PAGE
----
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Mancos compost company faces permit revocation

County sets deadline for 49 Square to meet regulations
Patty Russell stands next to Mud Creek at her home west of Mancos in 2009. She had noticed the creek had turned black and began taking water samples.

Montezuma County commissioners on Monday voted to conditionally revoke a certificate of designation for 49 Square Ventures, a composting plant in Mancos.

The company processes organic waste including straw, aspen wood chips and coconut fiber from Western Excelsior in Mancos, and has a county-issued certificate to operate as a Class 2 composting facility, according to county documents. The request to rescind the certificate came from the Colorado attorney general’s office, which said 49 Square Ventures were out of compliance with state regulations and had not followed through with promises to the state.

The certificate will be revoked Nov. 30 if the company does not come into compliance.

During a hearing on the issue at the commission’s meeting Monday, the company’s co-owner, Matt Bradshaw, said the company is working to get in compliance.

“It was a shock they were recommending revocation,” he said. “We have been noncompliant ,but we are working with the state to get through it.”

Bradshaw, who is from California, said the state asked the company to do several things in order to be in compliance, including installing groundwater monitoring equipment, constructing ponds and updating signs at the plant. Bradshaw said the company had done almost everything on the list, and he was confident it would comply by Nov. 30.

Bradshaw also said local people interested in purchasing the company.

David Banas, of the attorney general’s office, joined the meeting by phone. He said 49 Square Ventures had repeatedly missed deadlines set by the state, and though the company has talked about new owners for five years, it hasn’t happened.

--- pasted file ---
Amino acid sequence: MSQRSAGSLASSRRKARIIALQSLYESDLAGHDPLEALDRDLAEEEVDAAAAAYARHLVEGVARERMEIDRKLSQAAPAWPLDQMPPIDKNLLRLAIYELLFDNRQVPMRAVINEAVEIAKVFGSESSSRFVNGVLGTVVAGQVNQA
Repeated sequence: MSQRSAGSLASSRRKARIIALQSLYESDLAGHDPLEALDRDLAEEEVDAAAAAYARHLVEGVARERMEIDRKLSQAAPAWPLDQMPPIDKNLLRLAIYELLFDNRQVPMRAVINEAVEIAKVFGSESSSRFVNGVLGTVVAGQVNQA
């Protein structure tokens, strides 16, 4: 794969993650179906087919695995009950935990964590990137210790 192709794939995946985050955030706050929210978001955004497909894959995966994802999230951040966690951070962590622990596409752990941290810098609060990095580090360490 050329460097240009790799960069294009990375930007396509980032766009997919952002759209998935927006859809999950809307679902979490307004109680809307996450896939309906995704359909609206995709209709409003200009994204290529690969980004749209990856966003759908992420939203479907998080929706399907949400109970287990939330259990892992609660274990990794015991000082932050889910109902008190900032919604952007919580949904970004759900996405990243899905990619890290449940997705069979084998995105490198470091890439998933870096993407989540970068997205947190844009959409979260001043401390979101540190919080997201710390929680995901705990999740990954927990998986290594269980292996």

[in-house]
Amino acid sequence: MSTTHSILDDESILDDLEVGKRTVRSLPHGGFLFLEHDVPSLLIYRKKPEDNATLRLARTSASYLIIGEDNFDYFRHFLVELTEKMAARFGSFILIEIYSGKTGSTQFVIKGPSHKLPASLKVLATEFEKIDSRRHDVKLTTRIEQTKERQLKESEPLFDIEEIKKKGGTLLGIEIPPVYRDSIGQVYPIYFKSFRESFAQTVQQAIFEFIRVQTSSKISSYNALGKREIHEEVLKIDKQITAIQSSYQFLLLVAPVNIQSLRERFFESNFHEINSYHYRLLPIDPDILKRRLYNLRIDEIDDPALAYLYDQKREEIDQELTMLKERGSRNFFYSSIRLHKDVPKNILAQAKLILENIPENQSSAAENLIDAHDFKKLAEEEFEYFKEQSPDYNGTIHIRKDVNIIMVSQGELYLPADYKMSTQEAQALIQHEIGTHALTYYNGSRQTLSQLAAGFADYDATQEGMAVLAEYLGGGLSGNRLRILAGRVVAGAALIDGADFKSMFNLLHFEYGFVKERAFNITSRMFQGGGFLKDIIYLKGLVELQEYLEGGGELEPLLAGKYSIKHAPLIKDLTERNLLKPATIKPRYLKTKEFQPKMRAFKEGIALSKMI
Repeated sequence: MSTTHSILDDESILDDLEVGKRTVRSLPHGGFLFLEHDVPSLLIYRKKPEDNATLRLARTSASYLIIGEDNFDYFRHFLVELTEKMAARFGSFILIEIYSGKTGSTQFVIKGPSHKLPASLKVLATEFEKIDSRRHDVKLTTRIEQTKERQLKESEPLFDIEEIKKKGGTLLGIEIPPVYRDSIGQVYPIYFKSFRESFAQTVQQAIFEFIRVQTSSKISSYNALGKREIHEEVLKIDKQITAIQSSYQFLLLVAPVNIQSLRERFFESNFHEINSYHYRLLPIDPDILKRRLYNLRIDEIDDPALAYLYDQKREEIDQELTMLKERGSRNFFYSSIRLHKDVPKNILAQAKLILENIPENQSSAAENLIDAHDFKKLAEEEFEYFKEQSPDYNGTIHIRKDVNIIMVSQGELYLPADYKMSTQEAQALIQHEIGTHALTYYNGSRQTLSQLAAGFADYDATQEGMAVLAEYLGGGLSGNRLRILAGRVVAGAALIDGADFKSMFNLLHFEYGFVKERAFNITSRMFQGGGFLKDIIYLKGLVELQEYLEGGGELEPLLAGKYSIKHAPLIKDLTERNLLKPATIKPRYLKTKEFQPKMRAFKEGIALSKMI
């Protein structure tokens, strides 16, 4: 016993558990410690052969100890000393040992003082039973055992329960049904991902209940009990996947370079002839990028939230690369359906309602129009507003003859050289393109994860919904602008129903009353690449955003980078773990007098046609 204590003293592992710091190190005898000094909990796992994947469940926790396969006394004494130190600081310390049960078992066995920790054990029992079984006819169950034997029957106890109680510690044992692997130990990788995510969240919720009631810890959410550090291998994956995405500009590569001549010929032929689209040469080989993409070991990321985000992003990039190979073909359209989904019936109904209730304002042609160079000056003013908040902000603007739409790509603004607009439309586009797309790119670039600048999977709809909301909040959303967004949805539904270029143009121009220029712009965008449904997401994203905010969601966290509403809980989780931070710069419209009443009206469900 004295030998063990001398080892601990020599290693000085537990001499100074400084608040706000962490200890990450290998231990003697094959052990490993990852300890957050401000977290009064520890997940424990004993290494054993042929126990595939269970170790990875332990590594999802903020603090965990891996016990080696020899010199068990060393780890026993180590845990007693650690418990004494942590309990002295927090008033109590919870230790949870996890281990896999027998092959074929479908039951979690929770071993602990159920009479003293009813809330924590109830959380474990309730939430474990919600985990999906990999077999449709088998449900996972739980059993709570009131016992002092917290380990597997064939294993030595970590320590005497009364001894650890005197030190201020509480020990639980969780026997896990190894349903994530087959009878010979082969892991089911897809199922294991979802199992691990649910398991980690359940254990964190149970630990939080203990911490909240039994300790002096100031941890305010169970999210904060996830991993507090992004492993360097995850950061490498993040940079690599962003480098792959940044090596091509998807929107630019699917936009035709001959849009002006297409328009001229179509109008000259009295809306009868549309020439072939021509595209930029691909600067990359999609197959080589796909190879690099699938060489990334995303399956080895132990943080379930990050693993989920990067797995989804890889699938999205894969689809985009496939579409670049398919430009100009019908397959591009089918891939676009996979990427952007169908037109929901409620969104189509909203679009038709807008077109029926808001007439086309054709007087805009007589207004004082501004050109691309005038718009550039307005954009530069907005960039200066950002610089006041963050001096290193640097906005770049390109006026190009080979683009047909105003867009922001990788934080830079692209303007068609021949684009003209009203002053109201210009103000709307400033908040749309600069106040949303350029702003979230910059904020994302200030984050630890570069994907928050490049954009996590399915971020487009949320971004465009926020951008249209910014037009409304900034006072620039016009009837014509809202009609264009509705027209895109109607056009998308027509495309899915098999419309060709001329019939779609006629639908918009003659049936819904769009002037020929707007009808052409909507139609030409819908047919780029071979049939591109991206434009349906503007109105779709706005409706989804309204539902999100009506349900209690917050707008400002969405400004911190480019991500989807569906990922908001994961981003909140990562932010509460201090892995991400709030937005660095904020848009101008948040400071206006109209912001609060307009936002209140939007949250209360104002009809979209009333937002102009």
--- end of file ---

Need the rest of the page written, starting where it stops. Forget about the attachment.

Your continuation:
“49 Square Ventures has failed to do many things required by the Department of Health,” Banas said.

Banas said a 2009 fire at 49 Square Ventures produced toxic runoff that leaked into nearby Mud Creek and killed 2,600 fish. He said Colorado Parks and Wildlife had submitted a report saying the fish died in the creek.

Commissioner Larry Don Suckla denied there had been fish in Mud Creek, because of its high alkali content. (A state biologist recorded the water had a high acid content.)

Bradshaw said the company was on the final leg toward full compliance and could do so by the Nov. 30 deadline. If they had realized there was a possibility that the certificate would be revoked, they would not have invested money into the company, he said.

“We’re not just in California forgetting about (the company),” he said. “We are trying, and I believe we’ll get it done.”

County attorney John Baxter said the commission didn’t have much choice to revoke the certificate, since the request came from the state. It would not require much work to issue the company a new one, he said.

Suckla complained that the state was targeting companies that produce sawdust such as 49 Square Ventures for environmental compliance, but they allow the train in Durango to continue producing pollution right in the middle of town.

“We need to get our priorities straight,” Suckla said.

Acidic water cited in fish kill

Jim White, an aquatic biologist with the Colorado Division of Wildlife, tested the water in Mud Creek on Oct. 14, 2009.

Water quality in Mud Creek was disastrous the day he tested, White said. The level of dissolved oxygen, 3 or 4 parts per million, was below the 5 ppm considered rock-bottom to sustain fish, he said. White said he took pH readings – a measure of acidity – of 3.9.

“Stomach acid measures 3.4,” White said. Neutral water has a pH of 7, and alkaline water is above 7.

The creek was home to a confirmed pair of native species of fish, the bluehead and flannel-mouthed suckers.

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